Publishers Weekly® Reviews
- Reviewed in: Publishers Weekly, page 106.
- Review Date: 2009-01-26
- Reviewer: Staff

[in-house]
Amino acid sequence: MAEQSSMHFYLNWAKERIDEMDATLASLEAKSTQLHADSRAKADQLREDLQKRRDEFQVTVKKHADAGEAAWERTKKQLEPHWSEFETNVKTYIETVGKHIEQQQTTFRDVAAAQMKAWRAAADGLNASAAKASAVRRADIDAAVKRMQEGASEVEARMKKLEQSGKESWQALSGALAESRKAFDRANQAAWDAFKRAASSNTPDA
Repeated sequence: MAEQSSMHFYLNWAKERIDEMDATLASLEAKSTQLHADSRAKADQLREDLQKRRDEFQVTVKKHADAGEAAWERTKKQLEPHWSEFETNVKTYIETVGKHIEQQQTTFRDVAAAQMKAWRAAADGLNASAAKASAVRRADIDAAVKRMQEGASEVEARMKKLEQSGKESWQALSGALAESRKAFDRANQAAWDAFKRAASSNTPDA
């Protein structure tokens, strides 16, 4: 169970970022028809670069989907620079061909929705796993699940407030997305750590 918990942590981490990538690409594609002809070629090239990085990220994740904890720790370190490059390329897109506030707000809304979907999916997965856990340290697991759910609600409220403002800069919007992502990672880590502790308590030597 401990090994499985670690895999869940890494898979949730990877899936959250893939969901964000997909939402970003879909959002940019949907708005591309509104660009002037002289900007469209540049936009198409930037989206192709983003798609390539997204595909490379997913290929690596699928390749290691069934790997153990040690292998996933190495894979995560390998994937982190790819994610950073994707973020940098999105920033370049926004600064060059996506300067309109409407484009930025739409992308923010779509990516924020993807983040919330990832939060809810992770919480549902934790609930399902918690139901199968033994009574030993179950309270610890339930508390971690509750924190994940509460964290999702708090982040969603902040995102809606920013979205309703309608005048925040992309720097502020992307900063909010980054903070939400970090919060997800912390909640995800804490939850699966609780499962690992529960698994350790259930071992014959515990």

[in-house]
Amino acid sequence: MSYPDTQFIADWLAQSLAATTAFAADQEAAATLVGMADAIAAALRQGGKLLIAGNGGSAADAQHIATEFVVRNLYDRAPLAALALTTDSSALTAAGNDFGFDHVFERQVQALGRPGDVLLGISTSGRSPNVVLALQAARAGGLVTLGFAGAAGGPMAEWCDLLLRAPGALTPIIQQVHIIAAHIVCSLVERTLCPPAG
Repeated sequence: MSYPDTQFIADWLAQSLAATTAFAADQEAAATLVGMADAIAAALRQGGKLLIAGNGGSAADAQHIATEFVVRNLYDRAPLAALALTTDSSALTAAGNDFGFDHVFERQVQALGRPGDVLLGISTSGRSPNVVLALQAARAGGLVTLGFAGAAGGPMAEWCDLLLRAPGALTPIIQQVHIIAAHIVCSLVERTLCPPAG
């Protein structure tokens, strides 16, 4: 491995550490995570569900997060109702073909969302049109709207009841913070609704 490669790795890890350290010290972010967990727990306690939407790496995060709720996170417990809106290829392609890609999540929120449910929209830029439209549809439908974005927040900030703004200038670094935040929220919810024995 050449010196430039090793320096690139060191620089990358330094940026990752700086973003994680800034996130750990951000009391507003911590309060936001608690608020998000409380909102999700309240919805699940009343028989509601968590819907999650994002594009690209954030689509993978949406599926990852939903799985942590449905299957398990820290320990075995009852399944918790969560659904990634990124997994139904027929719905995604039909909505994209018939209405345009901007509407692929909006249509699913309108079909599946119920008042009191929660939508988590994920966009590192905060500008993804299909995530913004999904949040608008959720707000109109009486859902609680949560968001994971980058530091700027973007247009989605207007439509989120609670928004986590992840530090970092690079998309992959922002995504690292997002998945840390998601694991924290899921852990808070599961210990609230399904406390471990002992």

Her TV alter ego, Mary Richards, may have been perfect, but it’s Moore’s imperfections that make her the ideal author of this surprisingly frank memoir about living with diabetes. Diagnosed with Type 1 (juvenile) diabetes at age 33 in 1969, Moore rebelled with anger and frustration at the restrictions of moderation the disease imposed and she ignored. Belatedly, she stopped drinking (after a trip to the Betty Ford Clinic in 1984) and quit her three-pack-a-day smoking habit in 1988, but she admits that she’s no poster child for diabetes. With admirable honesty and sardonic humor, Moore exposes her failings with technology and inability to always stay on top of her disease, and reveals how diabetes has permanently affected her vision, balance and stamina. This helpful and illuminating guide is a winning mixture of personal stories with occasional visits to experts who take her step-by-step through surgical procedures or offer more detailed explanations of new technology and stem cell research. It’s a credit to the book’s bouncy tone that even the detailed appendix is readable. Since 1984, Moore has been the international chair of the Juvenile Diabetes Research Foundation, which raises more than $200 million every year. (Apr.)